By the wondrous ways of procrastinative web-surfing, I came across the work of Raymond Smullyan, mathematician, writer and, rarely seen, genuinely humorous.
I can’t appreciate the maths much, but the philosophical humour is spot-on. I’ve only read this one piece called “Is God a Taoist?“, which cheekily tackles the big questions of free will, morality and the nature of God in an absolutely irresistible way.
I don’t know if he really is a taoist, anyway.
Apropos taoism, I also came across a nice interview with, or, rather, a big bunch of random questions answered by, Ursula Le Guin. Le Guin has written a good number of the best anthropologically speculative Science Fiction novels I know, and she is also very inspired by taoism. She’s even produced her own translation of the Tao Te Ching – apparently by comparing 20 different available translations and combining the various translations and paraphrases to her best liking.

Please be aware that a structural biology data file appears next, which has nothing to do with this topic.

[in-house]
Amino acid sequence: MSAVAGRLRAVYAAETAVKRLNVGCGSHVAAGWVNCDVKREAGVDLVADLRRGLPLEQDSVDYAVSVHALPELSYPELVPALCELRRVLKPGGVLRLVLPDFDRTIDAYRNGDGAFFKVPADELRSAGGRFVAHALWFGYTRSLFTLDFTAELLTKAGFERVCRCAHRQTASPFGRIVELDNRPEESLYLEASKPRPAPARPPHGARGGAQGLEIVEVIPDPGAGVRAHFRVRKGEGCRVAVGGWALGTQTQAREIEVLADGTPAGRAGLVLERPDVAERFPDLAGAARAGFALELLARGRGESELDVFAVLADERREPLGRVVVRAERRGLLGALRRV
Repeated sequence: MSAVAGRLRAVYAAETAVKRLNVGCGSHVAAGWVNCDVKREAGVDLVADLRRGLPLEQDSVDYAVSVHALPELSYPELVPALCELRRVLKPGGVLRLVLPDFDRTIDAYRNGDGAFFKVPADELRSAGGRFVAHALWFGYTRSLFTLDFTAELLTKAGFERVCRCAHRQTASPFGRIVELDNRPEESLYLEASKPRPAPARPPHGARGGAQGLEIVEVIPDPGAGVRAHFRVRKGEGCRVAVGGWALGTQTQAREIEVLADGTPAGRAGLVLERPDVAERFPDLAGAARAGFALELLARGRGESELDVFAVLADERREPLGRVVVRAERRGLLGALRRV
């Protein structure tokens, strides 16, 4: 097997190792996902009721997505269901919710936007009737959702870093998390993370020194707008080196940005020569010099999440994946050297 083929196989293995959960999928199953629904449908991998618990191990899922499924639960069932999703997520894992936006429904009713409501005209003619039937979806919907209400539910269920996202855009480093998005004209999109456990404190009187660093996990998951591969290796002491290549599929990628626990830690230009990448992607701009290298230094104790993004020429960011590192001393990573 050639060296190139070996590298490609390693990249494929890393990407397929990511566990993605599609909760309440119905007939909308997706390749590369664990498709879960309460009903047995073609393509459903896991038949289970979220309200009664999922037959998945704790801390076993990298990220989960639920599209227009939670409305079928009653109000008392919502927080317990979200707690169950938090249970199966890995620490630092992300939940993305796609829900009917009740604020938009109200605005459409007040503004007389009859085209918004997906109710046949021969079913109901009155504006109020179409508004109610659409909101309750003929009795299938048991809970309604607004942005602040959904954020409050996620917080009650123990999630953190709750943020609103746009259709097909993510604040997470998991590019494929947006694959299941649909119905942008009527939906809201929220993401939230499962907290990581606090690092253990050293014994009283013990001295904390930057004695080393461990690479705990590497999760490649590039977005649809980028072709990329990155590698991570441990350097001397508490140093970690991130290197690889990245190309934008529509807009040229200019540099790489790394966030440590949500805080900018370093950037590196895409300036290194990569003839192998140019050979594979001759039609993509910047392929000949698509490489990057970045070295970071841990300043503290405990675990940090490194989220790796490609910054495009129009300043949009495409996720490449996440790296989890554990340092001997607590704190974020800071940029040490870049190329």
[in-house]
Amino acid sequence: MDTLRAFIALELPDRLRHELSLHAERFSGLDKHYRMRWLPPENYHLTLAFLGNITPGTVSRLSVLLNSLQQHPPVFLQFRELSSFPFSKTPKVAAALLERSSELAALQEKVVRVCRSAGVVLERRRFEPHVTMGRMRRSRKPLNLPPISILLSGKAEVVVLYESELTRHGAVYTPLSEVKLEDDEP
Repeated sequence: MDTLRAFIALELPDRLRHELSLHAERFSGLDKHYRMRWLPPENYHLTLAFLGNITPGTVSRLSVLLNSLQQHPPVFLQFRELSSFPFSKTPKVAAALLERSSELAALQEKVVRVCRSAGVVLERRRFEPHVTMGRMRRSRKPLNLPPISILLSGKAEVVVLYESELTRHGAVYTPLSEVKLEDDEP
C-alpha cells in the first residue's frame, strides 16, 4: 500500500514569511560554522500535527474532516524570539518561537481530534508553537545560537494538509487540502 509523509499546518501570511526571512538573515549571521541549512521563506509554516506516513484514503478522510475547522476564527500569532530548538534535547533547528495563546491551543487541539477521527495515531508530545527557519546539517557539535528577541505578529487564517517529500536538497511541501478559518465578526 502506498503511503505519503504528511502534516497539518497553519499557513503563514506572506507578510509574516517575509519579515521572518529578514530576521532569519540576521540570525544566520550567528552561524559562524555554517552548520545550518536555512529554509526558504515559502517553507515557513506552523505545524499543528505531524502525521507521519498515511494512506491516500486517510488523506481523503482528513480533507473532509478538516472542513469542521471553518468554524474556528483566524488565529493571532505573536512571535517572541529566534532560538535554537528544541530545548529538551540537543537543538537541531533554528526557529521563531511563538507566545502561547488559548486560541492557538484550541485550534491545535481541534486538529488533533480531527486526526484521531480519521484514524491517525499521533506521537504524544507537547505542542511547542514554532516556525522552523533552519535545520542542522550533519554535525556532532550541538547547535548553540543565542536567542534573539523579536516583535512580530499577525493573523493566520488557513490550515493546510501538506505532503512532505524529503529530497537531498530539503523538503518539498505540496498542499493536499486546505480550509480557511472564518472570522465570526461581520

In the interview, she says that Taoism is both a religion and a way of thinking, the latter “is profoundly subversive and permanently anti-establishment. It’s a tough act to be a radical for 2000 years, but Lao Tzu did it.”
Combined with the ideas presented in the Smullyan text, it presents a curious thing on which to ponder: Can God be anti-establishment?